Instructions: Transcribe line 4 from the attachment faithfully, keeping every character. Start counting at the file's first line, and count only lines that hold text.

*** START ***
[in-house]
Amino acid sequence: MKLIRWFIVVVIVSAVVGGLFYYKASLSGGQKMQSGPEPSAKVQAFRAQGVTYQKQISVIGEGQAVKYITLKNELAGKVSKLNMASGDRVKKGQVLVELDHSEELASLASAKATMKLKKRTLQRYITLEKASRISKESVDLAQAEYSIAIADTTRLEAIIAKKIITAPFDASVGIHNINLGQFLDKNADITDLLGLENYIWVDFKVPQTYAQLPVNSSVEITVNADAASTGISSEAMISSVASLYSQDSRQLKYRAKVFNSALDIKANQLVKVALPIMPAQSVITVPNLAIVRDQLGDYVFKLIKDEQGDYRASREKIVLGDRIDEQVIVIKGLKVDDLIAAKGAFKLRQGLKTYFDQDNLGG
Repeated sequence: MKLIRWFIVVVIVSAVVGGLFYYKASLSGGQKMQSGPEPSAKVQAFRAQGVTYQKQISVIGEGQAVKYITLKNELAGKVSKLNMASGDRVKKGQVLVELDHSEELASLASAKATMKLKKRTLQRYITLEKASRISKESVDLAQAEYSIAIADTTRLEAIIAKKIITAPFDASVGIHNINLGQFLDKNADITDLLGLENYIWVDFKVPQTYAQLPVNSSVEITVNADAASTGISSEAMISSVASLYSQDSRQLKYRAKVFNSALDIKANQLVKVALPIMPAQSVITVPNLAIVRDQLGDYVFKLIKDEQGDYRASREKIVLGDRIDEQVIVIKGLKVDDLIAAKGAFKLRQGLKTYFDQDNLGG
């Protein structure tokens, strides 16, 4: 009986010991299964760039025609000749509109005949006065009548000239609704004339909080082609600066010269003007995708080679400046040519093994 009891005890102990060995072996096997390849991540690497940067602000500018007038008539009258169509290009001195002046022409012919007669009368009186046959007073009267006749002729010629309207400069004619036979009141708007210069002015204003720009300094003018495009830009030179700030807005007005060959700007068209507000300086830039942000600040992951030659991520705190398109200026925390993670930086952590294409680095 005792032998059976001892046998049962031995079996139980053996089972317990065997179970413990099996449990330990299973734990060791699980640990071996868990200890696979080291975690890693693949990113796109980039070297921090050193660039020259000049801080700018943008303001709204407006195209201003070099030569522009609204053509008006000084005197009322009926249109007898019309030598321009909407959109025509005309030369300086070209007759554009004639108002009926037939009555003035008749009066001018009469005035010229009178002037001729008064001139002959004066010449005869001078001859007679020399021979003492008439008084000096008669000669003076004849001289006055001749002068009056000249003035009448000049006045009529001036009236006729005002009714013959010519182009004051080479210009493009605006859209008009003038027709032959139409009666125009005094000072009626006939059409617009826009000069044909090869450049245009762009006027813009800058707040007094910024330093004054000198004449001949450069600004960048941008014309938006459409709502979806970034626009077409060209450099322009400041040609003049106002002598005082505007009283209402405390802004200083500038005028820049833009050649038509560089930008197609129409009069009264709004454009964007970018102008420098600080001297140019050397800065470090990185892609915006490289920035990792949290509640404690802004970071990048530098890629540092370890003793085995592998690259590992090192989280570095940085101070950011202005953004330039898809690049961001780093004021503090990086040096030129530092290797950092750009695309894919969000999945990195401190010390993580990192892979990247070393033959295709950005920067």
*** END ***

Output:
């Protein structure tokens, strides 16, 4: 009986010991299964760039025609000749509109005949006065009548000239609704004339909080082609600066010269003007995708080679400046040519093994 009891005890102990060995072996096997390849991540690497940067602000500018007038008539009258169509290009001195002046022409012919007669009368009186046959007073009267006749002729010629309207400069004619036979009141708007210069002015204003720009300094003018495009830009030179700030807005007005060959700007068209507000300086830039942000600040992951030659991520705190398109200026925390993670930086952590294409680095 005792032998059976001892046998049962031995079996139980053996089972317990065997179970413990099996449990330990299973734990060791699980640990071996868990200890696979080291975690890693693949990113796109980039070297921090050193660039020259000049801080700018943008303001709204407006195209201003070099030569522009609204053509008006000084005197009322009926249109007898019309030598321009909407959109025509005309030369300086070209007759554009004639108002009926037939009555003035008749009066001018009469005035010229009178002037001729008064001139002959004066010449005869001078001859007679020399021979003492008439008084000096008669000669003076004849001289006055001749002068009056000249003035009448000049006045009529001036009236006729005002009714013959010519182009004051080479210009493009605006859209008009003038027709032959139409009666125009005094000072009626006939059409617009826009000069044909090869450049245009762009006027813009800058707040007094910024330093004054000198004449001949450069600004960048941008014309938006459409709502979806970034626009077409060209450099322009400041040609003049106002002598005082505007009283209402405390802004200083500038005028820049833009050649038509560089930008197609129409009069009264709004454009964007970018102008420098600080001297140019050397800065470090990185892609915006490289920035990792949290509640404690802004970071990048530098890629540092370890003793085995592998690259590992090192989280570095940085101070950011202005953004330039898809690049961001780093004021503090990086040096030129530092290797950092750009695309894919969000999945990195401190010390993580990192892979990247070393033959295709950005920067």